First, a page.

Stage designs by Martin Morley for Welsh Theatre Companies 1973 – 2007
From first jottings and doodles to models and costume drawings, the process of converting an original idea and discussion with director to finished product will be revealed in this exhibition of stage designs by Martin Morley.
Theatre is a transitory art and the models and drawings created for the sets are but a preliminary stage on the way to the final creation, often to be discarded after the opening night. Unlike painting or sculpture, the set piece is not really complete until populated by performers in front of an audience.
Dates : 16 January : 28 February
Venue : Galeri Caernarfon (Wales)
In this exhibition is a range of designs that I have done in Wales between 1972 and 2008. Those prior to 1984 were for Theatr Cymru. After that, for Theatr Gwynedd, Theatr Genedlaethol Cymru and finally ‘Llyfr Mawr y Plant’ was for Theatr Bara Caws.
‘Pethe Brau’ was my first design for Theatr Cymru. It was done as a Summer project while I was still designer at the Liverpool Playhouse. It was designed before there was a chain of purpose built theatres in Wales and was consequently built to fit in schools and halls. It was a most refreshing experience. By the next year I was resident designer with the company and stayed with them until 1984, when it collapsed. Although never mastering the language, Welsh culture has become central to me, and has given a rich variety of theatrical experiences. David Lyn was the first director that I collaborated with but over the years there were many more, notably Wilbert Loyd Roberts, Gruff Jones, Graham Laker, Sian Summers, Cefin Roberts and most recently Tony Llewelyn.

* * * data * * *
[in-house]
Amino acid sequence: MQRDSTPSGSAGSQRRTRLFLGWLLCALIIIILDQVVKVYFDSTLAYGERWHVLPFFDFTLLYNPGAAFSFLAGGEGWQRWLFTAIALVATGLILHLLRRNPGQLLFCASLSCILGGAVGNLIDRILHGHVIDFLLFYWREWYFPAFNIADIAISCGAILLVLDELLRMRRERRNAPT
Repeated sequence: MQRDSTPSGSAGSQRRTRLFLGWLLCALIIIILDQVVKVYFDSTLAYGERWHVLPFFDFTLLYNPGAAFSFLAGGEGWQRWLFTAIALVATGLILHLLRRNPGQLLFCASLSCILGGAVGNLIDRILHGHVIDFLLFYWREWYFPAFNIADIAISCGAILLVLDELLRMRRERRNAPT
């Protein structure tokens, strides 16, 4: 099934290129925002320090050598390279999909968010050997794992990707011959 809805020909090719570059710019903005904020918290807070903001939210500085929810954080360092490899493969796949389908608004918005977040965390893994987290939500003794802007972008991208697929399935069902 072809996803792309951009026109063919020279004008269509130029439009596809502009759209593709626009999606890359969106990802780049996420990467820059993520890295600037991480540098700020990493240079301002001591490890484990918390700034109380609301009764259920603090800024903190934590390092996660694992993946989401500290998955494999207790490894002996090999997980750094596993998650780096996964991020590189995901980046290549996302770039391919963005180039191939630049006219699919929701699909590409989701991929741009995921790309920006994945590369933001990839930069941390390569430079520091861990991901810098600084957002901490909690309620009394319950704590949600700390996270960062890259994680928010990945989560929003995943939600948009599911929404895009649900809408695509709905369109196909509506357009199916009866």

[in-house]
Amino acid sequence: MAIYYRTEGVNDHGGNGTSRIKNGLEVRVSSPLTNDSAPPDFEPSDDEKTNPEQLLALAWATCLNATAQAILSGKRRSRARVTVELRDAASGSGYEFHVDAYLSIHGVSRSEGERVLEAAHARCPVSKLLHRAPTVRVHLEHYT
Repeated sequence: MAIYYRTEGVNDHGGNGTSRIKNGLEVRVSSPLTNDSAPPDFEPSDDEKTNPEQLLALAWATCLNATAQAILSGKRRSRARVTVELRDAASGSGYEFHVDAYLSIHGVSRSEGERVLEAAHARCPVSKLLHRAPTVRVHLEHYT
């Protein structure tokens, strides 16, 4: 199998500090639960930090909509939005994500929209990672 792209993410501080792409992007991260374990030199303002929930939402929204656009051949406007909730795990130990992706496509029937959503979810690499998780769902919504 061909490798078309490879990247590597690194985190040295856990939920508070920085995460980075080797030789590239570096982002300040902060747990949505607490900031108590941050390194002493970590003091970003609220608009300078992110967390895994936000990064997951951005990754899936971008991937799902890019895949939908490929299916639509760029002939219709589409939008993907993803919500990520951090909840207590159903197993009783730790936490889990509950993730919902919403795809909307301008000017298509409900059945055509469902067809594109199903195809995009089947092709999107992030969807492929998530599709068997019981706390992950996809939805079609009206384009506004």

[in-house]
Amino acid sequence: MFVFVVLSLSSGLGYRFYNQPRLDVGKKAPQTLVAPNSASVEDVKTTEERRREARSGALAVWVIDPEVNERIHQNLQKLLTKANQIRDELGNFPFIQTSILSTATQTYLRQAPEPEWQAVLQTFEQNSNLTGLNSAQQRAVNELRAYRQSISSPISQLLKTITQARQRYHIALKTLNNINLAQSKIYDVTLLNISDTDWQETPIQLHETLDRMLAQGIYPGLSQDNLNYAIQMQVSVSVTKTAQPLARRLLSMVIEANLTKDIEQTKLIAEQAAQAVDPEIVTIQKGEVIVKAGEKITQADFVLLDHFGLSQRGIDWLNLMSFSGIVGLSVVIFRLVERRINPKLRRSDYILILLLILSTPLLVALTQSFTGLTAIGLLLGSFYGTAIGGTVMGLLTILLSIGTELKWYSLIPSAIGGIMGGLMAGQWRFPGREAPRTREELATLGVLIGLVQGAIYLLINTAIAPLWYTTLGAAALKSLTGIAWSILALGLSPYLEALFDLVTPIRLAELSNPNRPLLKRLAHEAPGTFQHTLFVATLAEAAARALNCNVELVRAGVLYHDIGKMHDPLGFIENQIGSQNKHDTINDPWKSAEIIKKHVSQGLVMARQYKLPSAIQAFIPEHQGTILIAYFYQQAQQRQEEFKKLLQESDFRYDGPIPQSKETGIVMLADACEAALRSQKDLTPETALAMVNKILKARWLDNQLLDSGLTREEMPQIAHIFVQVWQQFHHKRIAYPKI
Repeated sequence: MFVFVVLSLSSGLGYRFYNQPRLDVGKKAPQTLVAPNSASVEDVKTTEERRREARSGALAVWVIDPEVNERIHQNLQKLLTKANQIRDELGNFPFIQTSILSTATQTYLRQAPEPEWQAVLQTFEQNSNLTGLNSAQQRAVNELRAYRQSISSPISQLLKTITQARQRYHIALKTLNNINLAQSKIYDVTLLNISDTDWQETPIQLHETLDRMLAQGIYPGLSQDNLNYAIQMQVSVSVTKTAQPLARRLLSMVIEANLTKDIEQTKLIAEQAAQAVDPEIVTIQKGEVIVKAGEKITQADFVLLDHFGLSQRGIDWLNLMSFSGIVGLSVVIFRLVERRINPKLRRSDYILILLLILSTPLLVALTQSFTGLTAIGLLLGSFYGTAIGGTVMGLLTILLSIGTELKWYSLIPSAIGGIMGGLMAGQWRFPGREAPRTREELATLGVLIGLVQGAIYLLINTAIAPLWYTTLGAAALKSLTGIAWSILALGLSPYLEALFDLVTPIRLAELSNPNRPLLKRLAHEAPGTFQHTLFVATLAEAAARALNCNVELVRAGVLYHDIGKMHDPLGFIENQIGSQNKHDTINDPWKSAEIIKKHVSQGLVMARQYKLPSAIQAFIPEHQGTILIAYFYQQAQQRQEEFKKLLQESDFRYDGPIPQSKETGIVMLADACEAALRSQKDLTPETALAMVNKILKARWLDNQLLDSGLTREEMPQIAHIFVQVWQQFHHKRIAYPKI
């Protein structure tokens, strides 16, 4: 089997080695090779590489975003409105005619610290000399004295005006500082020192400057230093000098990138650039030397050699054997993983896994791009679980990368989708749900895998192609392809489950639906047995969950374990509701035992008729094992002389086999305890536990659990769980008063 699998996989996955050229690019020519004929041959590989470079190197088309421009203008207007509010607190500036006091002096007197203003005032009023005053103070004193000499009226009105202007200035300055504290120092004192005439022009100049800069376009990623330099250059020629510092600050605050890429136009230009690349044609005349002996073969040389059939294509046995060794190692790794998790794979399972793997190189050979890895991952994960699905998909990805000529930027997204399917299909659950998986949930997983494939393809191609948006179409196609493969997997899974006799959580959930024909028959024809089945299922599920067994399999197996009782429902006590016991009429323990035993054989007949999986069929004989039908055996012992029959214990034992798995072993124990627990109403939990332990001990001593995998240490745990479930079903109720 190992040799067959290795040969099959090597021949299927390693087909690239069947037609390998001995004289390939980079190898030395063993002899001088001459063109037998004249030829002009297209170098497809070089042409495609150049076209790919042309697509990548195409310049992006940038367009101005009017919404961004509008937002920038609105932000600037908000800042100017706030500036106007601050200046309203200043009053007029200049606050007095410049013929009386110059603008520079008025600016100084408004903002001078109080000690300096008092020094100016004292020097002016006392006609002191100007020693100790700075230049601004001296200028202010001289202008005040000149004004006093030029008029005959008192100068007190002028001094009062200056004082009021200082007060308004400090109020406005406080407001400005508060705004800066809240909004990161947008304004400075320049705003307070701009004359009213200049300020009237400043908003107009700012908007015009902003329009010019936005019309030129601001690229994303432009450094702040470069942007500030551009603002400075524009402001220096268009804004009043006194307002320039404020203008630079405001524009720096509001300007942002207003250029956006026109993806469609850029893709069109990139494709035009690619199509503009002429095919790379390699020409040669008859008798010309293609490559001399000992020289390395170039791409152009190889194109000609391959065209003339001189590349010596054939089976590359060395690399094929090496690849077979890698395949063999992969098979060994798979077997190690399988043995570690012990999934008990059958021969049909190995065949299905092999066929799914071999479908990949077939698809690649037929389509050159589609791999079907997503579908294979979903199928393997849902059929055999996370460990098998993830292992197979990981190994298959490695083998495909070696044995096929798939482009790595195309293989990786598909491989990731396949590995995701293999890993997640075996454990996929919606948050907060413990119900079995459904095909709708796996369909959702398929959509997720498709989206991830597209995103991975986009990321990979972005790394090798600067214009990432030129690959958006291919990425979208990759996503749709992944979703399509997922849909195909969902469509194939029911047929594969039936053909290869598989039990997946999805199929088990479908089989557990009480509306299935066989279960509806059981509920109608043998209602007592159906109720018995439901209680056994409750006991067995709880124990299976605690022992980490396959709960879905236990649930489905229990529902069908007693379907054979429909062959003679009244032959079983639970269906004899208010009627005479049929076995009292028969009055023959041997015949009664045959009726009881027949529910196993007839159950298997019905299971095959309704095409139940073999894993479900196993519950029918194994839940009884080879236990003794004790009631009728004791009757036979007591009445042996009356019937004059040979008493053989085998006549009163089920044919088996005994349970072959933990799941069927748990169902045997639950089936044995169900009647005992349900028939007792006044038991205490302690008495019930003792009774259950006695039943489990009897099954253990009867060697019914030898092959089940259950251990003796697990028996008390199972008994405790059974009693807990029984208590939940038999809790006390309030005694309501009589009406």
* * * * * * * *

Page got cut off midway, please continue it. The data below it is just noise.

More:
By its nature theatre design is transitory and does not have a complete existence when divorced from the production for which it was done. Consequently it is difficult to exhibit meaningfully, so the purpose of in this exhibition is to show a few of the designs in finished model form but to include as well preliminary sketches and working drawings and plans plus a few written notes from directors to try and convey that this art form only exists as part of a collaborative process and is to be understood in a different way to painting or sculpture because it has to include the extra dimension of time. During the early part of my career I designed both sets and costumes, but for the last decade have concentrated on set design.
The purpose of stage design as I understand it is to create a world in which the particular production can inhabit. It might be very naturalistic or much more expansive and abstract but either way, it needs to an integrated part of the production and not a ‘stand alone’ object. It also has to satisfy practical as well aesthetic considerations.
Different designers take models to different levels of detail, but their purpose is always the same: to convey to the director, actors and technical staff how the set will look and work and to show as clearly as possible the style that is being sought. For the construction staff and stage management there is the further stage of plans and working drawings, but even then the model is the main reference point.
The costume drawings are from the earlier designs and their purpose is chiefly to convey the character and atmosphere and style of the production, but are not technical drawings. I have always relied on the skill of the wardrobe staff to interpret them.
Most of the models have been previously exhibited as part of regular SBTD (Society of British Theatre Designers) exhibitions.
‘Dyn Hysbys’ was part of the British contingent at the 1999 Prague Quadrennial exhibition.
Martin Morley http://www.martinmorley.cymru1.net/